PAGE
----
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Plant Hall was formerly known as the Tampa Bay Hotel, which was a 500+ room resort hotel opened in 1891 by Henry B. Plant near the terminus of his rail line. The museum's exhibits focus on Gilded Age tourism, the elite lifestyle of the hotel's guests,and the building's use during the Spanish-American War. In 1972 it became a National Historic Landmark.


  • Welcome sign and front of the Henry B. Plant museum
  • Rough Riders at the hotel, where they encamped, before heading off to Cuba during the Spanish-American War
  • Grand Salon of the hotel
  • Gen. William R. Shafter and Col. Leonard Wood at the hotel
  • Ad for the Casino at the Tampa Bay Hotel
  • Hotel under construction
  • Hotel in 1900
  • Retouched photo with color of the Sitting Room and Rotunda. Circa 1904

When Henry B. Plant brought the railroad to Tampa in 1884, he opened the door for many businesses to locate and flourish here. The railroad was at the center of the city's economy. From downtown, it ran to Port Tampa City where one could board a Plant Line steamship to Mobile, Jamaica, Cuba, or Bermuda.  Investors were leery of building a hotel of the magnitude Plant envisioned, so Plant decided he would build it himself.

The Tampa Bay Hotel opened in 1891 amid wide fanfare and celebration. The newspapers of the day described it as "brightly illuminated, filled with sumptuous decorations, thrilling music and graced with turrets, domes and minarets towering heavenward and glistening in the sun." This was "Plant's Palace." A spur of the rail line brought the train up to the west front entrance of the Hotel so guests could disembark and walk directly into the lobby.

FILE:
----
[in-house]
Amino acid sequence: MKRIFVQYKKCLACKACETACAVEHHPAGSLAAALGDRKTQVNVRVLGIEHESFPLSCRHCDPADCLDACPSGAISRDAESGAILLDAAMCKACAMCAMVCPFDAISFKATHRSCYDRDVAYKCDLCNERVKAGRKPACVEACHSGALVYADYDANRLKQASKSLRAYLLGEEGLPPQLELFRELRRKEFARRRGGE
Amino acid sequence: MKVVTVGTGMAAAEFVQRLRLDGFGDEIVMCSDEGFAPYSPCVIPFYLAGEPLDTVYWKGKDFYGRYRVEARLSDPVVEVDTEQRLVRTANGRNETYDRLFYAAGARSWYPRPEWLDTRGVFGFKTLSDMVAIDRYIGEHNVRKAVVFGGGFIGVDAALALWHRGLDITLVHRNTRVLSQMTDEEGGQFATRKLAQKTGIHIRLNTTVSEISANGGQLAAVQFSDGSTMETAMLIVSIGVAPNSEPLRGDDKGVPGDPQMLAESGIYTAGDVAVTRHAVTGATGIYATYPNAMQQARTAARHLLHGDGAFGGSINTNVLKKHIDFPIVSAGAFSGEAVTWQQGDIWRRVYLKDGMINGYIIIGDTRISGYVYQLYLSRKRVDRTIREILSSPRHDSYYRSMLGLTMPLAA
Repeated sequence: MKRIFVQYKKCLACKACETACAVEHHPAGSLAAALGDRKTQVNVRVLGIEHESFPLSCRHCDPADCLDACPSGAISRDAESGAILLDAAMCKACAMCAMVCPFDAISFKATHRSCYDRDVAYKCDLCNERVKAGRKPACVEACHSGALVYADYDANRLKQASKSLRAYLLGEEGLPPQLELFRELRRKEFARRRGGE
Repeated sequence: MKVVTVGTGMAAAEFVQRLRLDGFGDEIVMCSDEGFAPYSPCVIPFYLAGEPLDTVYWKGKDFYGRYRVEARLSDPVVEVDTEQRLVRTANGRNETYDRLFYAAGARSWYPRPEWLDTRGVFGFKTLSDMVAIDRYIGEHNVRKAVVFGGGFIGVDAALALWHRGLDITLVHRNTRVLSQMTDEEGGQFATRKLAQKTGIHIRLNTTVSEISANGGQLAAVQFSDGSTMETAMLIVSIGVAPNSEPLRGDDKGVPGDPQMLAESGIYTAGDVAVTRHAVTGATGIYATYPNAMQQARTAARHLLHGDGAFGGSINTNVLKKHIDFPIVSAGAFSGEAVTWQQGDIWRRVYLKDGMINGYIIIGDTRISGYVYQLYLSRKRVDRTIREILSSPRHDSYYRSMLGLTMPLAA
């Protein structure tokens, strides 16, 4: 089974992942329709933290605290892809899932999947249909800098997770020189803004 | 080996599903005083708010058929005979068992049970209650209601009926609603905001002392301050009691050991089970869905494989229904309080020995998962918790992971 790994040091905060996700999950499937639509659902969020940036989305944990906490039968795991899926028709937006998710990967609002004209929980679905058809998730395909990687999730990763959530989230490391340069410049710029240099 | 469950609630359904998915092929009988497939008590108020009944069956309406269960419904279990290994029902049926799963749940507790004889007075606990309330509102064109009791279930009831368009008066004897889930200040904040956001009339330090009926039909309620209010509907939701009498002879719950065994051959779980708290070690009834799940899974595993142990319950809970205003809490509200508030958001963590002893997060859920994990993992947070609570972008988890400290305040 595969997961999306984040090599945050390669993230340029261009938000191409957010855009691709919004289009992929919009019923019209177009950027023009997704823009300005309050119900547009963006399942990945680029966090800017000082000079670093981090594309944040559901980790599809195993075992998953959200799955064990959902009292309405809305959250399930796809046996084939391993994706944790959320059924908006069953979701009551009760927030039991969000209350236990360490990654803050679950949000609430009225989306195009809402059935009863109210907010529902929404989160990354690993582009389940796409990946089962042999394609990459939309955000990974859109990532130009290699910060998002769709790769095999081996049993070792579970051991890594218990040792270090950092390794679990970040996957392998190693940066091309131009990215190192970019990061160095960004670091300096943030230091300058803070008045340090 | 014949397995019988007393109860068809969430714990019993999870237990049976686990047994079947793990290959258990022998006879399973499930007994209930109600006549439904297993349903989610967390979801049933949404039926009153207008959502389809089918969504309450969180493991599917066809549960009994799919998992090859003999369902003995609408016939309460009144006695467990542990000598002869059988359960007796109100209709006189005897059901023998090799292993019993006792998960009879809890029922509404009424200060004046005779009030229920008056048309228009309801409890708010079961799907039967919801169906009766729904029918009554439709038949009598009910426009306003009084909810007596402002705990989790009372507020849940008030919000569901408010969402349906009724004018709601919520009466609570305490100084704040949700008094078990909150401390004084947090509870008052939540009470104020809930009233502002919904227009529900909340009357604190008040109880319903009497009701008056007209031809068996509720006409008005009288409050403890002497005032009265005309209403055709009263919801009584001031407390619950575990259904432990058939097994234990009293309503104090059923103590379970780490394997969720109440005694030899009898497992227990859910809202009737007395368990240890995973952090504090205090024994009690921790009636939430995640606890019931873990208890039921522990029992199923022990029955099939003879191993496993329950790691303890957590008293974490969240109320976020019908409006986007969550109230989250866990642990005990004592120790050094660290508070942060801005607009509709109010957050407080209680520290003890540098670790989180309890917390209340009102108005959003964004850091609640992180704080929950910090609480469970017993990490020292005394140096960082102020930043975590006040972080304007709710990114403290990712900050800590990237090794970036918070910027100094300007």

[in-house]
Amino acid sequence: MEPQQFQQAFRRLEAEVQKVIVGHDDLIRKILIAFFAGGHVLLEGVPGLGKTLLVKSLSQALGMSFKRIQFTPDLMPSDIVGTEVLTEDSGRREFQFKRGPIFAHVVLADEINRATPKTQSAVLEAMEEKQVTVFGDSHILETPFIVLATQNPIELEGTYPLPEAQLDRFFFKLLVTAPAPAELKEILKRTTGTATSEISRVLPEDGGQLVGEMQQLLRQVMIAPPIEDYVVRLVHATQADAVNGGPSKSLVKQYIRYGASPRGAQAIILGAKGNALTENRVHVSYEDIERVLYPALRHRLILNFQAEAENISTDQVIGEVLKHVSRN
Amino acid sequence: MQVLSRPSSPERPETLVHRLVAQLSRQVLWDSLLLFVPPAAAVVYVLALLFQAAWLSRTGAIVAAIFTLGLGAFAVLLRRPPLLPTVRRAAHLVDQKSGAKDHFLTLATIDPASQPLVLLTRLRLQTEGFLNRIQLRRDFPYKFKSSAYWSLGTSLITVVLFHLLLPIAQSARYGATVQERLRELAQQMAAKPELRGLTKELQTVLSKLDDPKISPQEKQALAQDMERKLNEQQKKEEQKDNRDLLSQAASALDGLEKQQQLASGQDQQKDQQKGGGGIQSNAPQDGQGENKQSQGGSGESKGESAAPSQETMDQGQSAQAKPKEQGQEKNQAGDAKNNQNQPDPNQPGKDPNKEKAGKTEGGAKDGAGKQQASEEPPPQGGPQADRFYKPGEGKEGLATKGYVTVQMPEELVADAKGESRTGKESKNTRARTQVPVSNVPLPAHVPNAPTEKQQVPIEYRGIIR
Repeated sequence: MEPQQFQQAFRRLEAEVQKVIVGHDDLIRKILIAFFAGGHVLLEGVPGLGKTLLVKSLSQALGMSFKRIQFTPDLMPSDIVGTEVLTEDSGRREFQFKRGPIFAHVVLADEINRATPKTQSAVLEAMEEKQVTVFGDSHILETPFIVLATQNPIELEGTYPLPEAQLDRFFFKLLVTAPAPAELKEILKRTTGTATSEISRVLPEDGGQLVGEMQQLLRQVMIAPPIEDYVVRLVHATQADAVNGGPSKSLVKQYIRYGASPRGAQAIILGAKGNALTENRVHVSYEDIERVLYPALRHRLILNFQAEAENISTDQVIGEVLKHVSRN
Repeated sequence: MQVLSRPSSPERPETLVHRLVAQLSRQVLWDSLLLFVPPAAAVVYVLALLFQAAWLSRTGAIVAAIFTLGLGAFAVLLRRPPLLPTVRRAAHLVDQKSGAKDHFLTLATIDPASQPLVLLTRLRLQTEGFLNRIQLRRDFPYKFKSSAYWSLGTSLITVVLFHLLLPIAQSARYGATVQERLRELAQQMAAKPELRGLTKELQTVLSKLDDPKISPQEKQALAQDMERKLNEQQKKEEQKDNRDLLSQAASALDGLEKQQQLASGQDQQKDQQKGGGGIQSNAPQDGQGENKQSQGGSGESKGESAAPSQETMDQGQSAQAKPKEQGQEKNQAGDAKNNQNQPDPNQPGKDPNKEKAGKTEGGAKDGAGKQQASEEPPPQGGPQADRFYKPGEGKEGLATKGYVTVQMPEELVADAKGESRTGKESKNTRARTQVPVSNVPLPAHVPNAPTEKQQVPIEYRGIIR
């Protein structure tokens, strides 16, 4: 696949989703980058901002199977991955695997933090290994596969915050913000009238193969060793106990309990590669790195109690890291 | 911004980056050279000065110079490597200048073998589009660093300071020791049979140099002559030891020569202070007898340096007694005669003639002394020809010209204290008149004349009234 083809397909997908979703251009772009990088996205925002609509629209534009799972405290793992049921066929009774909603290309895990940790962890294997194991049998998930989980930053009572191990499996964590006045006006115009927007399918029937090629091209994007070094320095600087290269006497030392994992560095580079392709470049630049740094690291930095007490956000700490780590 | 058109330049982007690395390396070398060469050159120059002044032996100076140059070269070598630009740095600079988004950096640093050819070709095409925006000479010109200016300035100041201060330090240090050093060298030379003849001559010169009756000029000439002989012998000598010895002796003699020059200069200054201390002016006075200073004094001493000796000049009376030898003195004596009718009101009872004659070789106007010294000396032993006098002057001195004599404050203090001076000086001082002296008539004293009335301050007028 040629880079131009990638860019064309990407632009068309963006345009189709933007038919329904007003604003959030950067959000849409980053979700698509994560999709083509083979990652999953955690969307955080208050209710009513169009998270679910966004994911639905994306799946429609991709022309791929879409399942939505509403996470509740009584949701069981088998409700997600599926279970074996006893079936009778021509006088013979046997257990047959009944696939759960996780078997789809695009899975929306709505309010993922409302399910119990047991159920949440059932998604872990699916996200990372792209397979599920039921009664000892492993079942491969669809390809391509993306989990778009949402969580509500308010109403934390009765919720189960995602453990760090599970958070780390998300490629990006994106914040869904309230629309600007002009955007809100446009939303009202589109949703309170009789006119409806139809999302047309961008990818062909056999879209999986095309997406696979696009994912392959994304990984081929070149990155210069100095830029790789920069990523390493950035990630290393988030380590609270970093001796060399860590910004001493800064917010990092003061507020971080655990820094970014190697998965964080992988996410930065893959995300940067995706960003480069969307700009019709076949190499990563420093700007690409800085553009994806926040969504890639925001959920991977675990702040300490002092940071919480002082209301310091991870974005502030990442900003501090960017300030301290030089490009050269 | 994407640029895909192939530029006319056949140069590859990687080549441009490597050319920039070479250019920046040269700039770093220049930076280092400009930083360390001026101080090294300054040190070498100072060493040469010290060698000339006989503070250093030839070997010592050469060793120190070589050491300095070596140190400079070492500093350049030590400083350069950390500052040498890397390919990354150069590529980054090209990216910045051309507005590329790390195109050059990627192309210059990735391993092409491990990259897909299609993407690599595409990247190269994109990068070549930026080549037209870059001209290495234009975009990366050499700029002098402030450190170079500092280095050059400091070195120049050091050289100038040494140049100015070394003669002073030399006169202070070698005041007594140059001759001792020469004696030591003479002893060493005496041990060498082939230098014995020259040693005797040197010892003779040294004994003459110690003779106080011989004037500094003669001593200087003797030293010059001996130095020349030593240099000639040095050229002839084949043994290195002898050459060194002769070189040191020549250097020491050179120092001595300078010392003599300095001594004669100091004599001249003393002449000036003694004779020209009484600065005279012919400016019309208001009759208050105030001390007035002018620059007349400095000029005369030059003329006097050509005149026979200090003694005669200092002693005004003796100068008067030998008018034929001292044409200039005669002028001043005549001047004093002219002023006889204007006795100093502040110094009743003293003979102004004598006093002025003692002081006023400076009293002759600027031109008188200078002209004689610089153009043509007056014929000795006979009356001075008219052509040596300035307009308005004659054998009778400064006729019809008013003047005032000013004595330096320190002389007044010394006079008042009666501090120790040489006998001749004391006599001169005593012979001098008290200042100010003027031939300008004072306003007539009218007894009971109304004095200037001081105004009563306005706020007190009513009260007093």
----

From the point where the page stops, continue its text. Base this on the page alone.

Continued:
The Tampa Bay Hotel cost approximately $2,500,000 to build and $500,000 to furnish. Advertised as absolutely fireproof, due to the steel rails for reinforcement and concrete construction, it consisted of 511 rooms.  Some accommodations were suites of three to seven rooms that provided a degree of luxury never before seen in Tampa. Most of the rooms had private baths and all had electricity and telephones. 

More on the Plant Museum/Tampa Bay Hotel by Clio author Daniel Newcomer:

Back in 1880, Tampa Bay had a population of 720, whereas the entire downtown area was little more than an orange grove and the small community mostly survived on fishing and other endeavors. However, the calm and slow life of Tampa, marked by little contact with the outside world, was forever changed by the arrival of the railroad. Henry B. Plant, one of the most famous railroad men of the country, and at Tampa, Plant saw the terminus of his southern Florida railroad and the home of his line of steamships heading to Havana, Cuba. 

The first railroad arrived in Tampa in 1884, and in connection with his development of Port Tampa and his rail and steamship lines, Plant opened up trade throughout the state and into the Caribbean. In about 10 years, Tampa’s population grew from 720 to 15,000, and business and markets bloomed, especially that of the fishing industry. Nearby Ybor City also became one of the world’s leading cigar manufacturers.

To encourage further tourism to the area and to accommodate the winter guests arriving in Tampa, Plant began building hotels along his rail lines. The Tampa Bay Hotel was to become his premier hotel in his chain of resorts, and even today, the building of the Tampa Bay Hotel is symbolic as the first pioneering effort into Florida’s resort business.